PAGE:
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'Sweet Caroline Red' Sweet Potato Vine Ipomoea batatas

  • Hardy Zones
    • 11 - 11
  • Exposure
    • Part Sun to Sun
  • Season
    • Spring
    • Summer
  • Mature Size
    • 6 - 16 Inches
Proven Winners
'Sweet Caroline Red' Sweet Potato Vine Ipomoea batatas
Part Sun to Sun 6 - 16

Features

Do you BELIEVE in LOVE at first sight?

Great foliage component plant in combinations; excellent heat tolerance and vigor

Award Winner
Foliage Interest
Heat Tolerant
Deadheading Not Necessary

Characteristics

Duration: 
Annual
Height Category: 
Short
Garden Height: 
6 - 16 Inches
Trails Up To: 
30 Inches
Spacing: 
10 - 12 Inches
Spread: 
36 - 48 Inches
Flower Shade: 
None
Foliage Colors: 
Red
Foliage Shade: 
Red
Habit: 
Trailing
Container Role: 
Spiller

Plant Needs

Light Requirement: 
Part Sun to Sun
Maintenance Category: 
Easy
Bloom Time: 
Grown for Foliage
Hardiness Zones: 
11a, 11b
Water Category: 
Average
Soil Fertility Requirement: 
Average Soil
Uses: 
Container
Uses: 
Landscape
Uses: 
Mass Planting
Uses Notes: 

Works great in landscapes as an annual ground cover, as well as in combinations and containers by themselves.  The plant is very adaptable, working in both sun and shade conditions, atlhough the colors are deeper and brighter in full sun than they are in shadier environments where colors are tinged with more green.

Maintenance Notes: 

Ipomoeas are great additions to combination planters, but they can sometimes overwhelm less vigorous plants. If you are like me you can let your combination plants duke it out Darwinian style, however, if you prefer to keep a more balanced look to your combination planters, you can cut back or remove stems at any time.

Ipomoeas also make great annual groundcovers in the landscape. They love the heat and humidity (growing up to 36" a week in the Deep South), cooler temperatures and low humidity cause them to stay more compact.

While Sweet Potatoes all come from the same parent material out of Southeast Asia, there is a big difference between the Sweet Potato you buy in the store and the tubers produced by the Sweet Caroline and the Illusion plants. Commercial sweet potatoes have been bred for over 100 years selecting for those with the best sugar to starch content (hence the name SWEET Potato), the ornamental have been bred to produce good leaves and no tubers, though they do form, they are composed of almost pure starch and no sugar; making them a poor choice for eating. So yes you can eat the tubers, but don't expect anyone to come back for seconds! Also always be careful when eating any ornamental plant unless you know how it was grown, and if pesticides or fungicides were used on it before you got it; a tuber is a storage root, and yes they store chemical as well as starch.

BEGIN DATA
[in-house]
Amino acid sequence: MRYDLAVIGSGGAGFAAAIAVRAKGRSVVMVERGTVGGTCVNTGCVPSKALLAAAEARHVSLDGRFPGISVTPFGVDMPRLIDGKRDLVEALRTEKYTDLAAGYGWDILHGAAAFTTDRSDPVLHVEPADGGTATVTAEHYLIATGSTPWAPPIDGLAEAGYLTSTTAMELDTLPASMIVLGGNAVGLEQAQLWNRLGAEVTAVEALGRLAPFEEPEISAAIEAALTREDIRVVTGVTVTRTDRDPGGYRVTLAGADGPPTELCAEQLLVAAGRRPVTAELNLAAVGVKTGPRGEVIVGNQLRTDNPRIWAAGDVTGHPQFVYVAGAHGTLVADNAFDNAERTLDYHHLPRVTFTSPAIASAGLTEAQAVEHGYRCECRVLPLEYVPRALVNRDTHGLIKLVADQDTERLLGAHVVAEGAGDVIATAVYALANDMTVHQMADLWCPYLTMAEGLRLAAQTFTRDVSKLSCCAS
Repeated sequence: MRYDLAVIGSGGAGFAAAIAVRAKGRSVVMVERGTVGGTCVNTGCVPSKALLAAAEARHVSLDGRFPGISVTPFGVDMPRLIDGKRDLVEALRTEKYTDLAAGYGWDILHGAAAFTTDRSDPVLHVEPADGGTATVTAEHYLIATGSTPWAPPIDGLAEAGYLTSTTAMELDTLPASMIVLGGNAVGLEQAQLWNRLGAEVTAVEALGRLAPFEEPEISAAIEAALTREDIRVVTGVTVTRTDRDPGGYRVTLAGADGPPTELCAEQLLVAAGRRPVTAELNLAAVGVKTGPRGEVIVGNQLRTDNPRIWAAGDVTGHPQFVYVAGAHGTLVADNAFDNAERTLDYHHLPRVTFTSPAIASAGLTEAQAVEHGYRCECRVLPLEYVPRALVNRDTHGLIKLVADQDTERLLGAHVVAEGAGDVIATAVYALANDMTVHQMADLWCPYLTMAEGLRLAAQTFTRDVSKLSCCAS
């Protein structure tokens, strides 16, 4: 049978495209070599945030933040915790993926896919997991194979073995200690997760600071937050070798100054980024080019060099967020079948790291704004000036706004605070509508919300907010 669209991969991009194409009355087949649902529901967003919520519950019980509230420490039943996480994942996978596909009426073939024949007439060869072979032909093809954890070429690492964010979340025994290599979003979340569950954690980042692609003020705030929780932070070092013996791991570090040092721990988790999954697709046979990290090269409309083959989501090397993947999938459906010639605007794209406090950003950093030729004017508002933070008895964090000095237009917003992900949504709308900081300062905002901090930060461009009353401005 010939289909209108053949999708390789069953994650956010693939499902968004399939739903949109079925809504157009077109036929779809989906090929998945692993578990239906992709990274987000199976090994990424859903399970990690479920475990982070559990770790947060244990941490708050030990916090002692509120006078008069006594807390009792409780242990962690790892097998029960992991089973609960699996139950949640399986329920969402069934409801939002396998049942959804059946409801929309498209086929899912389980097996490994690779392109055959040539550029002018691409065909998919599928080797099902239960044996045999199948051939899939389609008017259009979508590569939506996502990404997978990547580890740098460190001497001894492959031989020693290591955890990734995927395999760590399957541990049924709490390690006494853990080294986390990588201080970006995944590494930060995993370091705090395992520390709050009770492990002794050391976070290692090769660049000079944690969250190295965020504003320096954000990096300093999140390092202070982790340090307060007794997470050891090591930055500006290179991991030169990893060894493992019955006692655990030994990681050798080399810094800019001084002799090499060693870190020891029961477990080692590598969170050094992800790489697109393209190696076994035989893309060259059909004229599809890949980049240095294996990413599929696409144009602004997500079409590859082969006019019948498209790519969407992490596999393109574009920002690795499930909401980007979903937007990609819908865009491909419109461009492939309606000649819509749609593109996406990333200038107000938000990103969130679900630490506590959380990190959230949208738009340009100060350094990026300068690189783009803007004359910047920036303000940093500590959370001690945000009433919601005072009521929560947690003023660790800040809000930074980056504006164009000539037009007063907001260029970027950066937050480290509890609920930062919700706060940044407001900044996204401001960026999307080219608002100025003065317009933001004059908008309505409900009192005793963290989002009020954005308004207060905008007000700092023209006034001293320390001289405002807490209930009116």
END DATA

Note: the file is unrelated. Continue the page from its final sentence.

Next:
An application of fertilizer or compost on garden beds and regular fertilization of plants in pots will help ensure the best possible performance.

"A Real Simple magazine Top 10 goofproof Plant"

"A Real Simple magazine - Top 10 goofproof Plant"

'Sweet Caroline Red' Ipomoea batatas USPP 17,483, Can 2,976
  • Grat filler for bedding, pretty and colorful to mix with the green version of this. Very hearty healthy drought and sun tolerant has been my experience

    Outstanding My favorite plant, I recommend to others all the time and explain the reasons why I like it so much.
    Jenni Love
    Texas
    United States
    7 years ago
  • Great plant with unusual color. Survived last year's unusually hard freeze in Palm Coast Florida after we had 3 nights of temps in the high 20s

    Above Average Superior performance, among my favorites, would recommend to others.
    Tony
    Florida
    United States
    7 years ago
  • planted, fertilized,watered grew in the sun in a 10" pot
    will plant next spring 2009

    Outstanding My favorite plant, I recommend to others all the time and explain the reasons why I like it so much.
    pat ryband
    Illinois
    United States
    7 years ago
Award Year Award Plant Trial
2010 Plant of Merit University of Georgia
2010 top Performer Mississippi State University - Crystal Springs
2010 Plant of Merit University of Georgia
2010 Plant of Merit University of Georgia
2010 top Performer Mississippi State University - Crystal Springs
2010 top Performer Mississippi State University - Crystal Springs
2009 Leader of the Pack for Summer North Carolina State, JC Raulston Arboretum
2009 Leader of the Pack - Late Summer North Carolina State, JC Raulston Arboretum
2009 Leader of the Pack - Early Season North Carolina State, JC Raulston Arboretum
2009 Leader of the Pack - Late Summer North Carolina State, JC Raulston Arboretum
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